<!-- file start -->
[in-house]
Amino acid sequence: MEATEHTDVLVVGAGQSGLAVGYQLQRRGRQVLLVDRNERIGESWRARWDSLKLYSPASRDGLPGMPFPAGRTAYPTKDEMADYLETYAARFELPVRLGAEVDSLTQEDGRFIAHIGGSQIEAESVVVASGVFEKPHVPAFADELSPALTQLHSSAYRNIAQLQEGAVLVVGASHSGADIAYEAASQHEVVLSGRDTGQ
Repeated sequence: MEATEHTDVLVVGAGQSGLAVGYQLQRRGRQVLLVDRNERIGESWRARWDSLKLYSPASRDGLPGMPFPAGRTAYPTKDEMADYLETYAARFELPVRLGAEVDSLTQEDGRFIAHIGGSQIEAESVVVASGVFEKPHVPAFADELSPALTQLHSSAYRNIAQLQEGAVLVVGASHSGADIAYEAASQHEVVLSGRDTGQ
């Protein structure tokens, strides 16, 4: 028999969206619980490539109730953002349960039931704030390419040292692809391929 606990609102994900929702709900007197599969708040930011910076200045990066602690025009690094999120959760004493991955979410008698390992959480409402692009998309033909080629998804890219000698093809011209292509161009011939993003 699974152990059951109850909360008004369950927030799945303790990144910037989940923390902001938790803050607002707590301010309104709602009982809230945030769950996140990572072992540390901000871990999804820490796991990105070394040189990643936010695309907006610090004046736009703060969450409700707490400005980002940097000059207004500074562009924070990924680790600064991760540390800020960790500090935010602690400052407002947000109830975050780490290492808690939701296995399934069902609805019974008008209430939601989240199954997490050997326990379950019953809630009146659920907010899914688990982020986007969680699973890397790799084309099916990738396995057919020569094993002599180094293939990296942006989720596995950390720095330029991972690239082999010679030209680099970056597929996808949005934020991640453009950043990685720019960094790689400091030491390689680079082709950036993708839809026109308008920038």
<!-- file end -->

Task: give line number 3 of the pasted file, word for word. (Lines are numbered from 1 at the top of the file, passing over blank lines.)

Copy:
Repeated sequence: MEATEHTDVLVVGAGQSGLAVGYQLQRRGRQVLLVDRNERIGESWRARWDSLKLYSPASRDGLPGMPFPAGRTAYPTKDEMADYLETYAARFELPVRLGAEVDSLTQEDGRFIAHIGGSQIEAESVVVASGVFEKPHVPAFADELSPALTQLHSSAYRNIAQLQEGAVLVVGASHSGADIAYEAASQHEVVLSGRDTGQ